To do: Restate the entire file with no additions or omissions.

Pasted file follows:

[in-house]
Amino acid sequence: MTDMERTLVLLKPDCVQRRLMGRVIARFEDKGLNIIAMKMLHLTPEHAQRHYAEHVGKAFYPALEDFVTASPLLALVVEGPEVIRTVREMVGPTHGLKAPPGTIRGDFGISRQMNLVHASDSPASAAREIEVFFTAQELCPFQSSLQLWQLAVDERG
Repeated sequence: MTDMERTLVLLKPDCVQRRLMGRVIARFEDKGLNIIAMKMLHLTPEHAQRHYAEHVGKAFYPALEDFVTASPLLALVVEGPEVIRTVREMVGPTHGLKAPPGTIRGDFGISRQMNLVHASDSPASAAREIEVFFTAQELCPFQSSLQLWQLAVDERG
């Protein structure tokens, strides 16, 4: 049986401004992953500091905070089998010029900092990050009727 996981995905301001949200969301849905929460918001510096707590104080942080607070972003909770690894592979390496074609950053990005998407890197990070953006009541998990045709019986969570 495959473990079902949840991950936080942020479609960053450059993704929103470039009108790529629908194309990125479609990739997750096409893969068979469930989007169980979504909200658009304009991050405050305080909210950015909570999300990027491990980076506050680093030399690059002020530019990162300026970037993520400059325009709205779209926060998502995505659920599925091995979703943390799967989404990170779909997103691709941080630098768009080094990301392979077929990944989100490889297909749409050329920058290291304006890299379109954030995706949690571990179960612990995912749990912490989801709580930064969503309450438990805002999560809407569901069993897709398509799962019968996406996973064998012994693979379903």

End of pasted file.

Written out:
[in-house]
Amino acid sequence: MTDMERTLVLLKPDCVQRRLMGRVIARFEDKGLNIIAMKMLHLTPEHAQRHYAEHVGKAFYPALEDFVTASPLLALVVEGPEVIRTVREMVGPTHGLKAPPGTIRGDFGISRQMNLVHASDSPASAAREIEVFFTAQELCPFQSSLQLWQLAVDERG
Repeated sequence: MTDMERTLVLLKPDCVQRRLMGRVIARFEDKGLNIIAMKMLHLTPEHAQRHYAEHVGKAFYPALEDFVTASPLLALVVEGPEVIRTVREMVGPTHGLKAPPGTIRGDFGISRQMNLVHASDSPASAAREIEVFFTAQELCPFQSSLQLWQLAVDERG
């Protein structure tokens, strides 16, 4: 049986401004992953500091905070089998010029900092990050009727 996981995905301001949200969301849905929460918001510096707590104080942080607070972003909770690894592979390496074609950053990005998407890197990070953006009541998990045709019986969570 495959473990079902949840991950936080942020479609960053450059993704929103470039009108790529629908194309990125479609990739997750096409893969068979469930989007169980979504909200658009304009991050405050305080909210950015909570999300990027491990980076506050680093030399690059002020530019990162300026970037993520400059325009709205779209926060998502995505659920599925091995979703943390799967989404990170779909997103691709941080630098768009080094990301392979077929990944989100490889297909749409050329920058290291304006890299379109954030995706949690571990179960612990995912749990912490989801709580930064969503309450438990805002999560809407569901069993897709398509799962019968996406996973064998012994693979379903």